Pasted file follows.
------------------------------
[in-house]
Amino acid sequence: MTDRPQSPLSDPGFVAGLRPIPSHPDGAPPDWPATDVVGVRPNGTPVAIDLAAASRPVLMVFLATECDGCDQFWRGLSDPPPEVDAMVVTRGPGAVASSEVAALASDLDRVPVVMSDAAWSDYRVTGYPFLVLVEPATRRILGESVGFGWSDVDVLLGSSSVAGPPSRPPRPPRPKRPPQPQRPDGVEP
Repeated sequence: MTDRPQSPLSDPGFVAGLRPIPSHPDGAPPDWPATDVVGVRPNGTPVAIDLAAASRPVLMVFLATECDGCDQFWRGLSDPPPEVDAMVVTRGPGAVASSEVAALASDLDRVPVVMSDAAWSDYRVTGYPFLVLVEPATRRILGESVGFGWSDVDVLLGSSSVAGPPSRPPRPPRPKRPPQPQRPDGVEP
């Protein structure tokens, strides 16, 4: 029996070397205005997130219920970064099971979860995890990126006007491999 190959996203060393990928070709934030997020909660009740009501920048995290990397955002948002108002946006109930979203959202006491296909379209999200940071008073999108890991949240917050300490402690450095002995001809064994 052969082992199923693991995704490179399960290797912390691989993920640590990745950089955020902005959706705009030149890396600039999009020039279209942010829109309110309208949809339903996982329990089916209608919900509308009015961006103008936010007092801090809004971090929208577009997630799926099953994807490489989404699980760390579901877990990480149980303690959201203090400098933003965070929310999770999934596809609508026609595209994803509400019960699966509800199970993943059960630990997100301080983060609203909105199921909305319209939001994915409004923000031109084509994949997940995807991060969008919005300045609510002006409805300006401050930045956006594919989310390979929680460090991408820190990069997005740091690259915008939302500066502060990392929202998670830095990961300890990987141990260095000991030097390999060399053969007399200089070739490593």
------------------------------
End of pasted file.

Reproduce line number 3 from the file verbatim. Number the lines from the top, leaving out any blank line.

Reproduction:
Repeated sequence: MTDRPQSPLSDPGFVAGLRPIPSHPDGAPPDWPATDVVGVRPNGTPVAIDLAAASRPVLMVFLATECDGCDQFWRGLSDPPPEVDAMVVTRGPGAVASSEVAALASDLDRVPVVMSDAAWSDYRVTGYPFLVLVEPATRRILGESVGFGWSDVDVLLGSSSVAGPPSRPPRPPRPKRPPQPQRPDGVEP